From Harmonics:

Late Rain

That night the newscaster reported fire
at the guitar factory, I watched
string-wire flames spring up and out,
unwinding like phoenixes
from their little paper envelopes.
Men dragged belated hoses
to the edge of a black silence.

I switched off that cratering wound
and laid my acoustic on the back lawn,
sound hole up to the wind.
Through the night, cold rain filled
its body, and at dawn
I laid down, too, and played.
The weight of water on my abdomen
(like the heft of a suitcase
that could take you anywhere)
swayed with my breathing.

Two minor chords, one major.
A progression old as the hills,
the hills, the hills. My voice
kept the factory’s ashes airborne,
buoyed up and out from the industrial park,
out over halcyon suburbs
where sleeping fingers move
through blues scales like prayer beads.
My song trued the yawed necks,
calmed the skewed frets, braced
and healed the warped bodies.
And supine on the wet grass,
I heard the tone wood trees
of my neighbour’s lot resonate
with sustain enough to shatter crystal.


Our politician is thumping
his staunch fist. Now he pummels the air
to prove his determination.
The time for vacillation is past,
he booms. We must act now to stop
the warming of our planet.

The destruction of our planet,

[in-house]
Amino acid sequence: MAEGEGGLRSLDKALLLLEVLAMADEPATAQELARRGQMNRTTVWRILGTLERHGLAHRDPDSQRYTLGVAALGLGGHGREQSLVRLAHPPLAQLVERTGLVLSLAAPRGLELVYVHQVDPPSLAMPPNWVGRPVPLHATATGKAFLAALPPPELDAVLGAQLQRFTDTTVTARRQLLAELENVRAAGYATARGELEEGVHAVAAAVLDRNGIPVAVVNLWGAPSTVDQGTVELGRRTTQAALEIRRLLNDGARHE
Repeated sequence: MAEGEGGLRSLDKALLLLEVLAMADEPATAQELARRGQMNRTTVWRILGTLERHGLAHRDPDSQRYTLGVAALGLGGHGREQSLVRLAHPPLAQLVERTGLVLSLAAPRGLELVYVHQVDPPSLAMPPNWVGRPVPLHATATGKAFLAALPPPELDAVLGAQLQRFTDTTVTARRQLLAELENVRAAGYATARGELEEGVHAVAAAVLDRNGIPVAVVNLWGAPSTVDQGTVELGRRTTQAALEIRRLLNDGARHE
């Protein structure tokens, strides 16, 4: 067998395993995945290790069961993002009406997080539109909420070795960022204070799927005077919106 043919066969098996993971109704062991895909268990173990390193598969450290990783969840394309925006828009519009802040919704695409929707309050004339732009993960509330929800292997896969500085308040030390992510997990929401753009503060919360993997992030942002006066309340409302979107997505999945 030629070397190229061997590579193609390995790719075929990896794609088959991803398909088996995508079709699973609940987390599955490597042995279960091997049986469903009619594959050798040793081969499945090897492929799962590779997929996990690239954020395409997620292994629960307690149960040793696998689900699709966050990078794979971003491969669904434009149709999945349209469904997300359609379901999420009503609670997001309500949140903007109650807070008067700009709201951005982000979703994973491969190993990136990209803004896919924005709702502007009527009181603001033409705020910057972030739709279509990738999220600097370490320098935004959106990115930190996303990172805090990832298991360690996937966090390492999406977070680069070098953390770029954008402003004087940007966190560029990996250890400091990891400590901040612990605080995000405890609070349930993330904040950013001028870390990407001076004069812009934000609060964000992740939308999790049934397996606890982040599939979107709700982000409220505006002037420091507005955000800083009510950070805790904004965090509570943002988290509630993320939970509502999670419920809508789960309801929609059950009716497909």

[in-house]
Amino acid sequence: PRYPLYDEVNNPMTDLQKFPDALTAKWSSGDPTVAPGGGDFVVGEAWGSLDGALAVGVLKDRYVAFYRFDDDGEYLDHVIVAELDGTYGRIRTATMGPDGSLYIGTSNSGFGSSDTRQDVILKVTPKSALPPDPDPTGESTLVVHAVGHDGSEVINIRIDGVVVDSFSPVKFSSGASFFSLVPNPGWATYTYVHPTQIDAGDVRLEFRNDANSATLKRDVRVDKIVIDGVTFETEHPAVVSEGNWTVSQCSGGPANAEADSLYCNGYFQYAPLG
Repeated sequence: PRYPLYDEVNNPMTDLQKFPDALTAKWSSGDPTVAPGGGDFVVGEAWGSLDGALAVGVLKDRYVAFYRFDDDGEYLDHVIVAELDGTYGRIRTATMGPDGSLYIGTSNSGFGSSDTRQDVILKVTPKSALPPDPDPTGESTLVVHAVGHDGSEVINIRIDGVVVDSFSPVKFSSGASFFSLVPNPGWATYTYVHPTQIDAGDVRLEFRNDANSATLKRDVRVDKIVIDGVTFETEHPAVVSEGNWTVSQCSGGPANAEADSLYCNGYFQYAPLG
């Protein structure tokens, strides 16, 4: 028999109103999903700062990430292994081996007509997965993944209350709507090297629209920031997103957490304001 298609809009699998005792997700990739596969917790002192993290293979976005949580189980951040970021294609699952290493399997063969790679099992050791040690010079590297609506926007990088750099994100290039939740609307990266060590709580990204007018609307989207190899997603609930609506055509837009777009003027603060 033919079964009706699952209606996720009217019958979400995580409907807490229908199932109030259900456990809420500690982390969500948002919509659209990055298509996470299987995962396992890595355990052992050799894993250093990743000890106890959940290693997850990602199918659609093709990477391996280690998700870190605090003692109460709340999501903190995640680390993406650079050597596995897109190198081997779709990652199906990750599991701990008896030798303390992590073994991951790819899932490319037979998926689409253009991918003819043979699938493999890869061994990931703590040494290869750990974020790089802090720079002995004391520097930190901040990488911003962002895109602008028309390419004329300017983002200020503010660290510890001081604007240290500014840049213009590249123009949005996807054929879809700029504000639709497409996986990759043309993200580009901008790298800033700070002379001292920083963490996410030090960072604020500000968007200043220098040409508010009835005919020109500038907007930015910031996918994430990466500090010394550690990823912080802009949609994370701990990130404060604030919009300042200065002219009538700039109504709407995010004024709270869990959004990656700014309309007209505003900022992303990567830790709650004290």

he expounds, ignoring the thumping
blue vein at his temple, must stop.
We must save our lucrative air;
we must mobilize before it’s past
saving. This party’s determination

is to draft a determination
somehow regarding our planet
and its costly plight. In the past,
there’s been much futile tub-thumping,
politic cud chewing and hot air
expelled in the attempt to stop

pollution, but it didn’t stop.
No, friends, past determinations
weren’t determined enough. That’s why our air
cancers the skin of the planet;
that’s why ancient trees are thumping
the rainforest floor in numbers past

sustainability. In the past,
your corrupt leaders refused to stop
stuffing their pockets, to stop thumping
their pinstriped backs. A determination
to determine the fate of a planet
won’t just appear out of thin air —

especially since they don’t make thin air
anymore. We must boldly blaze past
the infighting that has placed our planet
in jeopardy; today we must stop
it all with determinations
both quick and cheap. At this, his thumping

fist receives its thumping answer, the air
churned with determination past
belief: non-stop clapping for the planet.

Copyright © Jesse Patrick Ferguson, 2009